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Nsa Broke Privacy Rules Thousands of Times Per Year, Audit Finds

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NSA logo on workstation at Fort Meade

Much of the NSA's unauthorized collection, storage, or access to legally protected communications involved failures of due diligence or violations of standard operating procedure.

Credit: Getty Images

The U.S. National Security Agency (NSA) has violated privacy rules or overreached its authority thousands of times annually since 2008, primarily through unauthorized surveillance of American and foreign intelligence targets in the U.S., according to an internal audit and other documents. The infractions include major violations of law as well as typographical errors that led to misdirected interception of U.S. emails and telephone calls.

In one document provided to The Washington Post by former NSA contractor Edward Snowden earlier this summer, NSA workers are instructed to eliminate details in reports to the Justice Department and the Office of the Director of National Intelligence.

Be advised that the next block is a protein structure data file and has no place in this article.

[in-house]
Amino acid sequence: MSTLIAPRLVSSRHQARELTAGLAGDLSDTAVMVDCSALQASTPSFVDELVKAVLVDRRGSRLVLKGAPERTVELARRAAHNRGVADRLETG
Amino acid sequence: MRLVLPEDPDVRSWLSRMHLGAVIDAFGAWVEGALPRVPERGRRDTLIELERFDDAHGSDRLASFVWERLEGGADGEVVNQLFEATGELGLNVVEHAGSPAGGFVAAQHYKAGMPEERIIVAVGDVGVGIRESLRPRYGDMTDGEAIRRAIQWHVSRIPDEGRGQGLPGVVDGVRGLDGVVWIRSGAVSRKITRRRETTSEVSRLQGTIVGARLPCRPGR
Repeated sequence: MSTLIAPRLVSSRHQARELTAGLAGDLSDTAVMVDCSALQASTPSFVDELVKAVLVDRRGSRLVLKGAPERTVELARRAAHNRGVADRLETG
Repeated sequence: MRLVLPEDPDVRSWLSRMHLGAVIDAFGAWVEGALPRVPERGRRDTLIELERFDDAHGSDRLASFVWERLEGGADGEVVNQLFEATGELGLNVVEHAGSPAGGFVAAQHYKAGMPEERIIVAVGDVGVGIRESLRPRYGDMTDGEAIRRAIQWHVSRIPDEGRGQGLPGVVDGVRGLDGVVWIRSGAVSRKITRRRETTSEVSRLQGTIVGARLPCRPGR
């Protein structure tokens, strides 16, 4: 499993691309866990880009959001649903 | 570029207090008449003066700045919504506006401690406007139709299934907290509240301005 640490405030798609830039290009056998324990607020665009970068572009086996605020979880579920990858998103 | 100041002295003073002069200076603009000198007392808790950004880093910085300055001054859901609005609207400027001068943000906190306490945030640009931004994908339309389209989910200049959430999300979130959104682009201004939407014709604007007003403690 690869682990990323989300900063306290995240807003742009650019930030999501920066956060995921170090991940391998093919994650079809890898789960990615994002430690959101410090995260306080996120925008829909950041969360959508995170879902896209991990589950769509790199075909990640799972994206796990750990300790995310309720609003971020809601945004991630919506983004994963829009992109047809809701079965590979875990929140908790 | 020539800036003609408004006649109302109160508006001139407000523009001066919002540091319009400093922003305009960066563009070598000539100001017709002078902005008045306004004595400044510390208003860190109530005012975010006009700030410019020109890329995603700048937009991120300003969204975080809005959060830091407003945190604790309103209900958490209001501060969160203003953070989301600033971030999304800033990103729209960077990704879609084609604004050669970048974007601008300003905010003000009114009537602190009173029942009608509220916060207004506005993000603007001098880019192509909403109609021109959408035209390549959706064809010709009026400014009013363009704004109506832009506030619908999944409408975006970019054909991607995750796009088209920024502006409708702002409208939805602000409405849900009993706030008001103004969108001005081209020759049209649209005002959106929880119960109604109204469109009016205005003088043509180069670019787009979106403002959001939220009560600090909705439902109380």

The May 2012 internal audit found 2,776 incidents in the preceding 12 months of unauthorized collection, storage, access to, or distribution of legally protected communications.

"We're a human-run agency operating in a complex environment with a number of different regulatory regimes, so at times we find ourselves on the wrong side of the line," says a senior NSA official. "You can look at it as a percentage of our total activity that occurs each day. You look at a number in absolute terms that looks big, and when you look at it in relative terms, it looks a little different."

From The Washington Post
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Abstracts Copyright © 2013 Information Inc., Bethesda, Maryland, USA


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